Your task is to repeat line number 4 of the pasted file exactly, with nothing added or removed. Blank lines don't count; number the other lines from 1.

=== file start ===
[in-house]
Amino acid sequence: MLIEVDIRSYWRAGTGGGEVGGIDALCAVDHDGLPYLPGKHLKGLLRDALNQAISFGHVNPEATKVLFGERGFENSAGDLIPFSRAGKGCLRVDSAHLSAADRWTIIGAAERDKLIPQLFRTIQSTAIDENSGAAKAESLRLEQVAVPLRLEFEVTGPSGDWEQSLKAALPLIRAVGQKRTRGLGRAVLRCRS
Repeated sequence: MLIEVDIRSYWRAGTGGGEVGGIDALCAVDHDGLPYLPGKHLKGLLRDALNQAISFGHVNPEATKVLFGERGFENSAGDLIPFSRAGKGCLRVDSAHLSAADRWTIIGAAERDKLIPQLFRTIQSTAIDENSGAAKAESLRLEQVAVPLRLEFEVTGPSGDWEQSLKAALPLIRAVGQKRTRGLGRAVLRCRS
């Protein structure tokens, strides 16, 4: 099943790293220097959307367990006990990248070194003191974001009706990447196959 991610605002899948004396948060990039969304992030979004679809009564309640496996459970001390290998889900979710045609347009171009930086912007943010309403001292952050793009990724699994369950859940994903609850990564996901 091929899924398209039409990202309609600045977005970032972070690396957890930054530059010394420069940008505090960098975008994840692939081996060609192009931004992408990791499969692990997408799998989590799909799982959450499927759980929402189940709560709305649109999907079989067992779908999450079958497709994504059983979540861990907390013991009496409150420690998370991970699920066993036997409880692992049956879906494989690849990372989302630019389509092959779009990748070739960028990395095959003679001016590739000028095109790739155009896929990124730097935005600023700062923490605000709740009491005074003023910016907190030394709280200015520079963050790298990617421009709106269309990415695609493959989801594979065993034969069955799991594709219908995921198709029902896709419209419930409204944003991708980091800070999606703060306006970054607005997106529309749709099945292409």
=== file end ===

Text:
């Protein structure tokens, strides 16, 4: 099943790293220097959307367990006990990248070194003191974001009706990447196959 991610605002899948004396948060990039969304992030979004679809009564309640496996459970001390290998889900979710045609347009171009930086912007943010309403001292952050793009990724699994369950859940994903609850990564996901 091929899924398209039409990202309609600045977005970032972070690396957890930054530059010394420069940008505090960098975008994840692939081996060609192009931004992408990791499969692990997408799998989590799909799982959450499927759980929402189940709560709305649109999907079989067992779908999450079958497709994504059983979540861990907390013991009496409150420690998370991970699920066993036997409880692992049956879906494989690849990372989302630019389509092959779009990748070739960028990395095959003679001016590739000028095109790739155009896929990124730097935005600023700062923490605000709740009491005074003023910016907190030394709280200015520079963050790298990617421009709106269309990415695609493959989801594979065993034969069955799991594709219908995921198709029902896709419209419930409204944003991708980091800070999606703060306006970054607005997106529309749709099945292409």